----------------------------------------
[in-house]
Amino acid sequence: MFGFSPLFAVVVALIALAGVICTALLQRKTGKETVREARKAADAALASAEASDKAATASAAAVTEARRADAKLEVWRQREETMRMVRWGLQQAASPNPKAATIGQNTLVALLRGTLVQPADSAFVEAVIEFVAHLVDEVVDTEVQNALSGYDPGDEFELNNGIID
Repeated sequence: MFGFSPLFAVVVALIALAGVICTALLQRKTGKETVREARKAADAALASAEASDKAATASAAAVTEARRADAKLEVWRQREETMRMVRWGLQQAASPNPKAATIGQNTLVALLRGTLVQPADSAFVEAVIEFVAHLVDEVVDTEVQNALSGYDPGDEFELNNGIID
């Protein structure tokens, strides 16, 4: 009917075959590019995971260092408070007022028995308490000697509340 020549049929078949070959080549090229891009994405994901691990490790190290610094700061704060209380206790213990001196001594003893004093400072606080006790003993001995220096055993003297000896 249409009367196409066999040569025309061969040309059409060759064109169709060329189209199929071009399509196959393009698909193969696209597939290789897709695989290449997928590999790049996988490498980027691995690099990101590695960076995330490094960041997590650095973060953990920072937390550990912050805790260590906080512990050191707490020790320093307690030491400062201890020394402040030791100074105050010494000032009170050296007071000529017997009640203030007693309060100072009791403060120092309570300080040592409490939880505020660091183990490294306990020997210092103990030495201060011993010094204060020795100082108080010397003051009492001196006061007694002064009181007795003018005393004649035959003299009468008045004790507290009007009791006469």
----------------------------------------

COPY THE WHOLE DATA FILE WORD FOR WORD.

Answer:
[in-house]
Amino acid sequence: MFGFSPLFAVVVALIALAGVICTALLQRKTGKETVREARKAADAALASAEASDKAATASAAAVTEARRADAKLEVWRQREETMRMVRWGLQQAASPNPKAATIGQNTLVALLRGTLVQPADSAFVEAVIEFVAHLVDEVVDTEVQNALSGYDPGDEFELNNGIID
Repeated sequence: MFGFSPLFAVVVALIALAGVICTALLQRKTGKETVREARKAADAALASAEASDKAATASAAAVTEARRADAKLEVWRQREETMRMVRWGLQQAASPNPKAATIGQNTLVALLRGTLVQPADSAFVEAVIEFVAHLVDEVVDTEVQNALSGYDPGDEFELNNGIID
């Protein structure tokens, strides 16, 4: 009917075959590019995971260092408070007022028995308490000697509340 020549049929078949070959080549090229891009994405994901691990490790190290610094700061704060209380206790213990001196001594003893004093400072606080006790003993001995220096055993003297000896 249409009367196409066999040569025309061969040309059409060759064109169709060329189209199929071009399509196959393009698909193969696209597939290789897709695989290449997928590999790049996988490498980027691995690099990101590695960076995330490094960041997590650095973060953990920072937390550990912050805790260590906080512990050191707490020790320093307690030491400062201890020394402040030791100074105050010494000032009170050296007071000529017997009640203030007693309060100072009791403060120092309570300080040592409490939880505020660091183990490294306990020997210092103990030495201060011993010094204060020795100082108080010397003051009492001196006061007694002064009181007795003018005393004649035959003299009468008045004790507290009007009791006469």